Sports

Table Tennis

Aaron McKibbin

Table tennis is a sport that is generally dominated by nations in Asia, particularly China and Korea, although in para table tennis a number of the world’s best players are European with Ukraine, Poland and Germany particularly strong.

Great Britain’s table tennis athletes went into London 2012 after three years under the guidance of Performance Director Gorazd Vecko, who was recruited by the British Table Tennis Association for People with Disabilities (BTTAD) following a disappointing performance by the sport in Beijing where it failed to medal, having consistently won at least two medals in the previous four Games.

Vecko brought with him a new dynamic regime, even making it possible for some of his players to move to Sheffield to train at the new EIS Performance Centre by sharing his house with them. The plan paid dividends in London, with the team bringing home four medals, including silver in the men’s class 7 singles for Will Bayley and bronze for Paul Davies in the men’s class 1 singles

Will Bayley

Since then the GB team has gone from strength to strength and at the World Championships in China in 2014 Will Bayley became World Champion in men’s class 7 while Rob Davies took silver in men’s class 1 and Sue Gilroy took silver in women’s class 4. Bayley also won bronze in the men’s class 7 team event with Paul Karabardak and in June 2015 he regained the World number one ranking in men’s class 7 having first held the position in 2012.

In October 2015 the team enjoyed its most successful ever European Championships with 11 medals, including two golds for Rob Davies, who retained his individual title and successfully defended the men’s class 1 team title with Tom Matthews. In December 2015 Davies also regained the World number one ranking in men’s class 1.

In addition to its 14-strong Performance Squad the GB Para Table Tennis Team now has a thriving Pathway programme which is designed to identify and train young athletes with the potential to win medals at World and Paralympic level. 

  • First year at a Paralympic Games:
  • Rome 1960
  • Brief history:
  • Table tennis is one of the traditional Paralympic sports and has been included in the Paralympic Games since the inaugural Games in Rome 1960. Standing players were included for the first time in 1976 in Toronto and athletes with a learning disability for the first time in 1980 in Arnhem, The Netherlands.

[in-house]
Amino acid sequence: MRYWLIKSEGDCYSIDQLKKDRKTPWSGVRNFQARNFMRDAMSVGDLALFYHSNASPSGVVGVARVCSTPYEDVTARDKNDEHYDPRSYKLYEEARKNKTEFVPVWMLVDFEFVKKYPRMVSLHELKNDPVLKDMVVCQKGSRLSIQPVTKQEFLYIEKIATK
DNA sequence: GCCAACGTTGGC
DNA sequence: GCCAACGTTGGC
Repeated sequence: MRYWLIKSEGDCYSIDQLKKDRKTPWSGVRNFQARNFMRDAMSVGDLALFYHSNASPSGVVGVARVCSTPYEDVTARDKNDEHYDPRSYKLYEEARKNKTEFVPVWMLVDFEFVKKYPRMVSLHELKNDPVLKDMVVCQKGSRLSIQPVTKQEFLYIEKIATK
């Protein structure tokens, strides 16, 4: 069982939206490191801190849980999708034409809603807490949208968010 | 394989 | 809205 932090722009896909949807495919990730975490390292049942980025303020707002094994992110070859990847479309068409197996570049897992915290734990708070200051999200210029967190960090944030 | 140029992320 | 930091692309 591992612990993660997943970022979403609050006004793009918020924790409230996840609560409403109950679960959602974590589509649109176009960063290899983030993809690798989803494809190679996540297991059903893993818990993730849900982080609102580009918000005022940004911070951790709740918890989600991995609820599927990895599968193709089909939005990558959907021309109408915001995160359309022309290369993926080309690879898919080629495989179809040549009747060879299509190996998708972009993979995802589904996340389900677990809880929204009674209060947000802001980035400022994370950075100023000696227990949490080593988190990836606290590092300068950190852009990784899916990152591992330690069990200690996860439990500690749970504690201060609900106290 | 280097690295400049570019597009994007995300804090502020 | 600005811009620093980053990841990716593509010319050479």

• Eligible impairment groups:
  • Physical impairments and athletes with a learning disability
  • London medal table:
  • 1 - China (14 gold, five silver, two bronze)
    2 - Poland (three gold, one silver, one bronze)
    3 - Germany (two gold, one silver, one bronze)
    18 = Great Britain (zero gold, one silver, three bronze)
  • GB medals in London:
  • Will Bayley, silver, class 7 singles
    Paul Davies, bronze, class 1 singles
    Will Bayley, Ross Wilson and Aaron McKibben, class 6-8 team
    Sara Head and Jane Campbell, bronze, class 1-3 team
  • Did you know:
  • Table Tennis is the fourth largest Paralympic sport. It is played in over 50 countries.
  • Rio 2016 venue:
  • Riocentro - Pavillion 3

Rules:

Para table tennis follows the laws set by the International Table Tennis Federation (ITTF) with only slight modifications to the serving laws for athletes competing in wheelchairs. Each player aims to hit the ball over the net on to the opponent's half of the table and wins the point if they fail to return it successfully.

A match is played over the best of five sets, with each set won by the first player to reach 11 points. A two-point winning margin is required to win each set. The server changes every two points.

Competitions take the form of preliminary rounds followed by knockout stages.

In Rio, the team events will be played over the best of three matches - starting with a doubles and then one or two singles matches to decide the tie

Classification:

Athletes with a range of impairments can take part and there are 11 different classifications: 1-5 for those competing in wheelchairs, 6-10 for those who play standing and 11 for standing athletes with a learning disability.

Athletes are assessed and allocated a number between 1 and 10, depending on their functional ability - reach, muscle strength, locomotive restrictions, balance and ability to grip the bat. In the wheelchair category those competing in class 1 have the highest level of impairment with class 6 being for standing athletes with the highest level of impairment. 

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